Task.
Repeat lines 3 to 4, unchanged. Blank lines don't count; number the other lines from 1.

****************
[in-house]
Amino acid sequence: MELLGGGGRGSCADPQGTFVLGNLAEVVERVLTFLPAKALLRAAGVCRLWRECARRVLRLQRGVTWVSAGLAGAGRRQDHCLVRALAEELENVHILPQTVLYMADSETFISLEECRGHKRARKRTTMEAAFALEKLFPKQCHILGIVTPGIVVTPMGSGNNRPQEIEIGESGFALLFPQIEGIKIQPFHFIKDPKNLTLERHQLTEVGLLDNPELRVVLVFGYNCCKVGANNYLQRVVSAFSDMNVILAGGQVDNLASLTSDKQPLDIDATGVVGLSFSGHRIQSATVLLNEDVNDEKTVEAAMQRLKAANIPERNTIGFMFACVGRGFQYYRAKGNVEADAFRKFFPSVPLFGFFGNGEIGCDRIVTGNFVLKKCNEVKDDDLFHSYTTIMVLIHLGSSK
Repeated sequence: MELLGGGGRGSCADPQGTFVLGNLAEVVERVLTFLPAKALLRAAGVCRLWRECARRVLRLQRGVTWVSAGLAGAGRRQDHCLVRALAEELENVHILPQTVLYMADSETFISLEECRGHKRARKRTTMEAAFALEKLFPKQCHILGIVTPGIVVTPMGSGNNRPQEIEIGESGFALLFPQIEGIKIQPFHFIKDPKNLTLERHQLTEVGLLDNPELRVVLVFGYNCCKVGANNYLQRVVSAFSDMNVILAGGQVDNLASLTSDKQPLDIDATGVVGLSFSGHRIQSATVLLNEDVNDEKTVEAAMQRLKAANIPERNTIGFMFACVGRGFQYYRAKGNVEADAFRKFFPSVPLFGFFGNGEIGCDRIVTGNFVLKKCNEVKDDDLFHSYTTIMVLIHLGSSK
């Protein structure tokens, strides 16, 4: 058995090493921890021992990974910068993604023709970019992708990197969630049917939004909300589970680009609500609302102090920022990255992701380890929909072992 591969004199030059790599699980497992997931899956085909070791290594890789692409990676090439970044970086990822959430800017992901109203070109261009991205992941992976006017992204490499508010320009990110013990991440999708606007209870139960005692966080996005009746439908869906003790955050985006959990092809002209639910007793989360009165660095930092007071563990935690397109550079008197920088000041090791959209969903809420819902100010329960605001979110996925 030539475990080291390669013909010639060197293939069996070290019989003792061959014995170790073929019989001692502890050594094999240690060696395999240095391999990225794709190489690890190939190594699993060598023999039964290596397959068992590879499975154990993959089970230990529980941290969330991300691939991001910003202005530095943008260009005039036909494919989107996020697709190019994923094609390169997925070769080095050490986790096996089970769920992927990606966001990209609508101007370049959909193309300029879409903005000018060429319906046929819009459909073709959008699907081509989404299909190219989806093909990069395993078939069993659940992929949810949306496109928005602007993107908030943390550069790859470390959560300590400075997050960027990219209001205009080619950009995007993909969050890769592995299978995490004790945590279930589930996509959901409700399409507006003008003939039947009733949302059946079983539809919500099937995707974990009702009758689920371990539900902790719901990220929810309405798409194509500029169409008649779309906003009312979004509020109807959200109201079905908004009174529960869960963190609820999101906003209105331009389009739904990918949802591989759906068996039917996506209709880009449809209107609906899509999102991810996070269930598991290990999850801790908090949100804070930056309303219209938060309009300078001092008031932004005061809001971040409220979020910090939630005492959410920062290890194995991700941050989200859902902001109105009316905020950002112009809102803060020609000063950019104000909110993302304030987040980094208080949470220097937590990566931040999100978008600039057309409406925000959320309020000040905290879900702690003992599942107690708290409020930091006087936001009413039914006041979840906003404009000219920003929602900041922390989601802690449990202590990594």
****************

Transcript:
Repeated sequence: MELLGGGGRGSCADPQGTFVLGNLAEVVERVLTFLPAKALLRAAGVCRLWRECARRVLRLQRGVTWVSAGLAGAGRRQDHCLVRALAEELENVHILPQTVLYMADSETFISLEECRGHKRARKRTTMEAAFALEKLFPKQCHILGIVTPGIVVTPMGSGNNRPQEIEIGESGFALLFPQIEGIKIQPFHFIKDPKNLTLERHQLTEVGLLDNPELRVVLVFGYNCCKVGANNYLQRVVSAFSDMNVILAGGQVDNLASLTSDKQPLDIDATGVVGLSFSGHRIQSATVLLNEDVNDEKTVEAAMQRLKAANIPERNTIGFMFACVGRGFQYYRAKGNVEADAFRKFFPSVPLFGFFGNGEIGCDRIVTGNFVLKKCNEVKDDDLFHSYTTIMVLIHLGSSK
């Protein structure tokens, strides 16, 4: 058995090493921890021992990974910068993604023709970019992708990197969630049917939004909300589970680009609500609302102090920022990255992701380890929909072992 591969004199030059790599699980497992997931899956085909070791290594890789692409990676090439970044970086990822959430800017992901109203070109261009991205992941992976006017992204490499508010320009990110013990991440999708606007209870139960005692966080996005009746439908869906003790955050985006959990092809002209639910007793989360009165660095930092007071563990935690397109550079008197920088000041090791959209969903809420819902100010329960605001979110996925 030539475990080291390669013909010639060197293939069996070290019989003792061959014995170790073929019989001692502890050594094999240690060696395999240095391999990225794709190489690890190939190594699993060598023999039964290596397959068992590879499975154990993959089970230990529980941290969330991300691939991001910003202005530095943008260009005039036909494919989107996020697709190019994923094609390169997925070769080095050490986790096996089970769920992927990606966001990209609508101007370049959909193309300029879409903005000018060429319906046929819009459909073709959008699907081509989404299909190219989806093909990069395993078939069993659940992929949810949306496109928005602007993107908030943390550069790859470390959560300590400075997050960027990219209001205009080619950009995007993909969050890769592995299978995490004790945590279930589930996509959901409700399409507006003008003939039947009733949302059946079983539809919500099937995707974990009702009758689920371990539900902790719901990220929810309405798409194509500029169409008649779309906003009312979004509020109807959200109201079905908004009174529960869960963190609820999101906003209105331009389009739904990918949802591989759906068996039917996506209709880009449809209107609906899509999102991810996070269930598991290990999850801790908090949100804070930056309303219209938060309009300078001092008031932004005061809001971040409220979020910090939630005492959410920062290890194995991700941050989200859902902001109105009316905020950002112009809102803060020609000063950019104000909110993302304030987040980094208080949470220097937590990566931040999100978008600039057309409406925000959320309020000040905290879900702690003992599942107690708290409020930091006087936001009413039914006041979840906003404009000219920003929602900041922390989601802690449990202590990594």